13/03/2017 07:23 GMT | Updated 11/03/2018 05:12 GMT

Is It Always Bad When A Charity Shuts Down?

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You probably know of a charity that has closed down over the past year or so, whether it's a small local organisation or a national more high-profile charity. A charity closing down can be an emotional and distressing time not only for beneficiaries, but also for staff, supporters, and the wider local community.

However, the economic reality for charities across the UK is challenging and sometimes closure is the only, or the most pragmatic, result. Whilst this is a difficult and upsetting situation to go through, the most important thing is that the charity is closed down in the most efficient and effective way possible to ensure disruption to the charity's beneficiaries, staff and services is minimal. Closure need not be a disaster - collapse always will be.

For example, when children's charity 4Children faced closure last year, it contacted us and we worked closely with them to manage the situation. While it was sad to hear of the charity's closure, we are pleased that the charity knew when to take early proactive action and worked hard to prioritise the wellbeing and needs of its beneficiaries above anything else. It had a comprehensive contingency plan in place: only 65 of the charity's 1,050 staff were made redundant, and only two of the 150 sites operated by the charity faced closure, with Action for Children taking on more than 60% of 4Children's services. This was a reminder of how sometimes charities with similar goals can work together - whether by formally merging, sharing information, or pooling admin, fundraising, or service delivery costs - to operate more effectively and achieve better results.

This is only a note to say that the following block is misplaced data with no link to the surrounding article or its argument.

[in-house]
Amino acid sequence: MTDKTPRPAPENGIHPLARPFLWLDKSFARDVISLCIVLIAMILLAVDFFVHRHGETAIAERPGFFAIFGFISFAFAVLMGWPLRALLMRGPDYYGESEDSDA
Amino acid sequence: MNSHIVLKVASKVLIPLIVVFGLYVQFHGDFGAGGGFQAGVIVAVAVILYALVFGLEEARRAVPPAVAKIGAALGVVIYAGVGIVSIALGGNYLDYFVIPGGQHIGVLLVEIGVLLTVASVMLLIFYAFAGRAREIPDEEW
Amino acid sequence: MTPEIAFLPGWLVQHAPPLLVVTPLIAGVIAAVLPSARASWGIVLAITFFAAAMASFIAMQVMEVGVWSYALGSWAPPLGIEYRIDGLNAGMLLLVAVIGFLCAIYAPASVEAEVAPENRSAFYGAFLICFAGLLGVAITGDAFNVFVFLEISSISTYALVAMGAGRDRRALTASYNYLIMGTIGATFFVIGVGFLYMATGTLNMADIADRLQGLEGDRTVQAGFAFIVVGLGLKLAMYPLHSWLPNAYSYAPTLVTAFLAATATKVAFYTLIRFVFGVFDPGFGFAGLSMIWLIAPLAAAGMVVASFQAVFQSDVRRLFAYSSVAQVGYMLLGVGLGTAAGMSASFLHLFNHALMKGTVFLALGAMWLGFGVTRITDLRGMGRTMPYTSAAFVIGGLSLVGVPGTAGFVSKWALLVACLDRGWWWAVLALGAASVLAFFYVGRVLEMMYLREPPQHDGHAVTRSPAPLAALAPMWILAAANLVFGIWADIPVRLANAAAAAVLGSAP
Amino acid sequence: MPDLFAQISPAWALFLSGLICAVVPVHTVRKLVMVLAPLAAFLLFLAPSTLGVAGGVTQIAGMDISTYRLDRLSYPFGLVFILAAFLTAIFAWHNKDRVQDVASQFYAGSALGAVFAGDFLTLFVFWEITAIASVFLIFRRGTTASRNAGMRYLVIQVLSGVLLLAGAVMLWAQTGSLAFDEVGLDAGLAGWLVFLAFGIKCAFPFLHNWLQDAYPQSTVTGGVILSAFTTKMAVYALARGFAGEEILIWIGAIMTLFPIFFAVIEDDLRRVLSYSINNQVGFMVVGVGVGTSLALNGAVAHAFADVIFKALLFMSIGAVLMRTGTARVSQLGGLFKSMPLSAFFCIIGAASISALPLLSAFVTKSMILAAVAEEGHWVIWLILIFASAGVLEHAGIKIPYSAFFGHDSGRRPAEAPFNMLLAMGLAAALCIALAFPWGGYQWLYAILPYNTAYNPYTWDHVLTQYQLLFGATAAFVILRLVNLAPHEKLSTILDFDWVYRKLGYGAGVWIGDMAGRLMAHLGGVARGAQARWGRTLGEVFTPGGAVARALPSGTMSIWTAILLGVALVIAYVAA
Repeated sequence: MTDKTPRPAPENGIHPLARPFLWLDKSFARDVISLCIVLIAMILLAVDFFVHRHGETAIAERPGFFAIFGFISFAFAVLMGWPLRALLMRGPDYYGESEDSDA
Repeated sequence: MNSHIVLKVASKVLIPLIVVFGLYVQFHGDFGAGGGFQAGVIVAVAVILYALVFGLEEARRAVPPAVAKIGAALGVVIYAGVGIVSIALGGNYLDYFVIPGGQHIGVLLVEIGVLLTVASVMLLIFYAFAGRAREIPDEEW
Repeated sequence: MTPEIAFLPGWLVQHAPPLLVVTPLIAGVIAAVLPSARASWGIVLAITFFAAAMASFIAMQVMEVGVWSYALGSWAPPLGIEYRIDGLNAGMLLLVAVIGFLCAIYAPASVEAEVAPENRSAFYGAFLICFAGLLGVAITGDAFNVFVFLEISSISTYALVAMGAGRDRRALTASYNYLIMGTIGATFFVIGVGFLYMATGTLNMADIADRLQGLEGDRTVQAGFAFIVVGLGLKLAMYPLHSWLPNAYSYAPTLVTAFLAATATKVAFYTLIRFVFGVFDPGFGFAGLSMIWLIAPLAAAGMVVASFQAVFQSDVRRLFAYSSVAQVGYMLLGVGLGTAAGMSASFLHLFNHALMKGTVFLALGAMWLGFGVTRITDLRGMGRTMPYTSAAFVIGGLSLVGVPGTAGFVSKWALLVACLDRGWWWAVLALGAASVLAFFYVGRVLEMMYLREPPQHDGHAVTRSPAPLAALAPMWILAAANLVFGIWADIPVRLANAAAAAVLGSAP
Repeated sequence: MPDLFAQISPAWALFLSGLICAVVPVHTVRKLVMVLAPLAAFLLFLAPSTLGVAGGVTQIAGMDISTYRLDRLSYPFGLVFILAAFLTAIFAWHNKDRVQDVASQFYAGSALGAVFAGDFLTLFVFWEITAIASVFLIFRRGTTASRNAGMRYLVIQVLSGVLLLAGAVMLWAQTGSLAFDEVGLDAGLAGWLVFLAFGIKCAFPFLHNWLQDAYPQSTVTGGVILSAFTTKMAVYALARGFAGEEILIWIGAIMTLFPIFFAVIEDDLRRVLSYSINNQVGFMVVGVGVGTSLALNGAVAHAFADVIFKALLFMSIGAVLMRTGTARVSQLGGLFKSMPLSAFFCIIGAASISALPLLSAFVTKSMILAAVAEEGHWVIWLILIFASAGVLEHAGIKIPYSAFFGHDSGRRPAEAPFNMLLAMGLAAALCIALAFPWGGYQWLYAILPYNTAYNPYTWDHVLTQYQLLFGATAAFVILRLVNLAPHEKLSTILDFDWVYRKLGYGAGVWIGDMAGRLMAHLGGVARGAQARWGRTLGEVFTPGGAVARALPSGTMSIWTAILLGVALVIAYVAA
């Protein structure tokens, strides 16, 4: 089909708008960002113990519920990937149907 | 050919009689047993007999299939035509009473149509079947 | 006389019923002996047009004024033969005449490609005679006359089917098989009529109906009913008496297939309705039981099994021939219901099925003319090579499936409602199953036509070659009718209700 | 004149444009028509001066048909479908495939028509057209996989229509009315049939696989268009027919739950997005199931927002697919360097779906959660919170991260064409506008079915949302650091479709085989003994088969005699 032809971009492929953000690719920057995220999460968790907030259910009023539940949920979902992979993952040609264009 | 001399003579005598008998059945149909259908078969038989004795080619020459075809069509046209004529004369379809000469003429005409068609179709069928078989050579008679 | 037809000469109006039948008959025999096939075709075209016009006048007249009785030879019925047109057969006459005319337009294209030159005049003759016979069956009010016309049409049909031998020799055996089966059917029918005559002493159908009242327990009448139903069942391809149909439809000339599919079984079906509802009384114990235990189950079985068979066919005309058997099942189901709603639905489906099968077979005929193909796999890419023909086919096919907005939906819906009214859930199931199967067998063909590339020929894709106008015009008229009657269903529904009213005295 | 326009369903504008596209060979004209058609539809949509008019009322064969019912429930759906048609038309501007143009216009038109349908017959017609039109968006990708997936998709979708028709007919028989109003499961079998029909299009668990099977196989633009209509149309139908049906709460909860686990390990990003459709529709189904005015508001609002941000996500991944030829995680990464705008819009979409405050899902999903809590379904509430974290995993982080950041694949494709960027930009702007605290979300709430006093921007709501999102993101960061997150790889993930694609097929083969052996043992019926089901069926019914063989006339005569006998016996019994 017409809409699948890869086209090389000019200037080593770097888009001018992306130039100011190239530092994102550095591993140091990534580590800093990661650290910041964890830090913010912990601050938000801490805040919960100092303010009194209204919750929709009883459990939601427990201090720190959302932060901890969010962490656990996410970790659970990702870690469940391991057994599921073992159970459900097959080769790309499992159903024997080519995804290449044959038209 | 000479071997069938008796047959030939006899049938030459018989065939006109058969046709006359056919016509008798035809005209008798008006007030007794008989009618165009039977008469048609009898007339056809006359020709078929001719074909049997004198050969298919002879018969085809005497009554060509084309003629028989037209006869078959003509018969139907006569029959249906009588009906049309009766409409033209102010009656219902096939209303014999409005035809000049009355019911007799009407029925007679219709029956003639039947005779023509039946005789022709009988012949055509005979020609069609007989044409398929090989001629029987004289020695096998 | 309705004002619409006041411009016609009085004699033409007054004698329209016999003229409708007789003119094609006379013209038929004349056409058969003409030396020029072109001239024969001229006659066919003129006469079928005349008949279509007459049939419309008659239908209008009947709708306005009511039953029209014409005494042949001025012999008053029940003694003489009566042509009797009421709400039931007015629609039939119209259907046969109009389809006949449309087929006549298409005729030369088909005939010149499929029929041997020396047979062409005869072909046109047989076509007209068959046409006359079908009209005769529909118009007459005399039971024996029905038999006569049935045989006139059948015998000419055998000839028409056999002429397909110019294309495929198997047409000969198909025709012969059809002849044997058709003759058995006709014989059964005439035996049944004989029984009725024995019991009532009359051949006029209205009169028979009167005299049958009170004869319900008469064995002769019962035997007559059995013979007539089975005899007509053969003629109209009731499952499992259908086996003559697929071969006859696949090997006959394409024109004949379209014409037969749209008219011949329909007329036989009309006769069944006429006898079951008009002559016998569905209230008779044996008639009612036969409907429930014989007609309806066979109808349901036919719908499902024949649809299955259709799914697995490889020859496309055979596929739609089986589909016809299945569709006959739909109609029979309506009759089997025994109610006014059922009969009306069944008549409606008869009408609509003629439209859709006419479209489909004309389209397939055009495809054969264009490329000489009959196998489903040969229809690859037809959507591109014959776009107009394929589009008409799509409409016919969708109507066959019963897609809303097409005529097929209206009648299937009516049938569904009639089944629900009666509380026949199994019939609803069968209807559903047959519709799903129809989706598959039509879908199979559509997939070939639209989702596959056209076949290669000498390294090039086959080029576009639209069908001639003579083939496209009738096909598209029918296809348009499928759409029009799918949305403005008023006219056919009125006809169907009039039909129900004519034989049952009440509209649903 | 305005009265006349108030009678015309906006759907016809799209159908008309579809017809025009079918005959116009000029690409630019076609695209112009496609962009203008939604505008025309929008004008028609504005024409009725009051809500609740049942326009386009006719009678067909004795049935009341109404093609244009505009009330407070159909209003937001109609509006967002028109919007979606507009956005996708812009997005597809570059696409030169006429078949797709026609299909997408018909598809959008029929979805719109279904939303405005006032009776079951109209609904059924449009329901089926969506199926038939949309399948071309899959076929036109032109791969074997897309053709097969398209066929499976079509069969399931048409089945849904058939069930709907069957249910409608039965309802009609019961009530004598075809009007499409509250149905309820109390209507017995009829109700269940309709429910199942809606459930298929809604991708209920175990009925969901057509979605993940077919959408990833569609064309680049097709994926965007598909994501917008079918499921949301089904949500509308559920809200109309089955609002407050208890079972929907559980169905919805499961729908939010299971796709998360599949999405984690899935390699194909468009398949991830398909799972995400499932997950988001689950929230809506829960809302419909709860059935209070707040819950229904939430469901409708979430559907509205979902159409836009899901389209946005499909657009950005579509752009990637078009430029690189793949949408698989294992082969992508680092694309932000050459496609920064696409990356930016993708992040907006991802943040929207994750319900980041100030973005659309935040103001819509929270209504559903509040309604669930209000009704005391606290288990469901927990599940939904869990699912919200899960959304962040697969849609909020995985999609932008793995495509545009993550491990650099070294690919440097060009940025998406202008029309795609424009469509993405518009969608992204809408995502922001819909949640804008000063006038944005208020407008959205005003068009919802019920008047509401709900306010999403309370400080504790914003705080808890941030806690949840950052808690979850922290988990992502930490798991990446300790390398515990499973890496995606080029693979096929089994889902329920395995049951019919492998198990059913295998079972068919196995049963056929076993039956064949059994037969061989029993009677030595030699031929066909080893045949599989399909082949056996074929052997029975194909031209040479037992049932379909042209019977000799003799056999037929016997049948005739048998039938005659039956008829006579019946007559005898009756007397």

We also recently undertook a programme of proactive work that looked at the charity sector's general resilience. As part of this work, we identified 94 charities with incomes over £1 million that were potentially in financial difficulty. Reviewing these charities' accounts and looking at what actions the trustees were taking in response to the situation highlighted a number of lessons for other charities:

  • taking early steps to address financial difficulties and realistically confront them minimised the risk to beneficiaries
  • charities have a number of different options to explore including mergers and collaborations and diversifying income streams to achieve positive outcomes despite financial difficulties
  • the future outlook for charities remains challenging and so trustees must stay alert to the risks of financial distress and ensure they have reserves in place
  • a head-in-the-sand approach raises concerns about the trustees' ability to run their charities effectively; charities should not take un-managed risks, but the risk of doing nothing can be devastating
  • Charities facing financial problems can use our guidance on managing charity assets and resources to review their charities' finances

Good governance and trusteeship is as crucial as it has ever been, if not more, when closing down a charity. Less orderly closures can result in the abrupt termination of essential services for local communities or vulnerable beneficiaries. The single most important thing is succeeding in your charity's mission and achieving its charitable purposes. That may mean having to make a difficult decision and closing a charity should not be automatically seen as a failure. If you run out of steam, there is no longer a need for your services, or if there's another charity that's doing similar work, it's okay to call it a day, as long as you do it in the right way.